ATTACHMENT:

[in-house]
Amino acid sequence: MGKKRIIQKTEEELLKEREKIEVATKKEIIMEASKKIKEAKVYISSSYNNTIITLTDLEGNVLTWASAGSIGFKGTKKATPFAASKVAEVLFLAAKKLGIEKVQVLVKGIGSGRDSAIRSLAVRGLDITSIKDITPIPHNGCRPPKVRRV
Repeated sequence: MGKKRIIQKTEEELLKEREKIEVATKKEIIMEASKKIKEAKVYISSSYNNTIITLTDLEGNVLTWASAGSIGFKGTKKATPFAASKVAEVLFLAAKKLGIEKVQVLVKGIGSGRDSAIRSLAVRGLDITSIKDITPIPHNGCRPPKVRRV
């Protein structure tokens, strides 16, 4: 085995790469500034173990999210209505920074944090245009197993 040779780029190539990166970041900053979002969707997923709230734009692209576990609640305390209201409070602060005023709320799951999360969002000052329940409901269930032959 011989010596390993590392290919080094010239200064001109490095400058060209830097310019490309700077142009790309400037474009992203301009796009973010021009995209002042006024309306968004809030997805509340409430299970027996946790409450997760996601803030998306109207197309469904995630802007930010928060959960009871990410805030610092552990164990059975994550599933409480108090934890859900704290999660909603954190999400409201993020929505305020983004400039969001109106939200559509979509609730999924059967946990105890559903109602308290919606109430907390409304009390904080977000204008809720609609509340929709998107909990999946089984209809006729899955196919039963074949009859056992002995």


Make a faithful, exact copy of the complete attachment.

[in-house]
Amino acid sequence: MGKKRIIQKTEEELLKEREKIEVATKKEIIMEASKKIKEAKVYISSSYNNTIITLTDLEGNVLTWASAGSIGFKGTKKATPFAASKVAEVLFLAAKKLGIEKVQVLVKGIGSGRDSAIRSLAVRGLDITSIKDITPIPHNGCRPPKVRRV
Repeated sequence: MGKKRIIQKTEEELLKEREKIEVATKKEIIMEASKKIKEAKVYISSSYNNTIITLTDLEGNVLTWASAGSIGFKGTKKATPFAASKVAEVLFLAAKKLGIEKVQVLVKGIGSGRDSAIRSLAVRGLDITSIKDITPIPHNGCRPPKVRRV
């Protein structure tokens, strides 16, 4: 085995790469500034173990999210209505920074944090245009197993 040779780029190539990166970041900053979002969707997923709230734009692209576990609640305390209201409070602060005023709320799951999360969002000052329940409901269930032959 011989010596390993590392290919080094010239200064001109490095400058060209830097310019490309700077142009790309400037474009992203301009796009973010021009995209002042006024309306968004809030997805509340409430299970027996946790409450997760996601803030998306109207197309469904995630802007930010928060959960009871990410805030610092552990164990059975994550599933409480108090934890859900704290999660909603954190999400409201993020929505305020983004400039969001109106939200559509979509609730999924059967946990105890559903109602308290919606109430907390409304009390904080977000204008809720609609509340929709998107909990999946089984209809006729899955196919039963074949009859056992002995």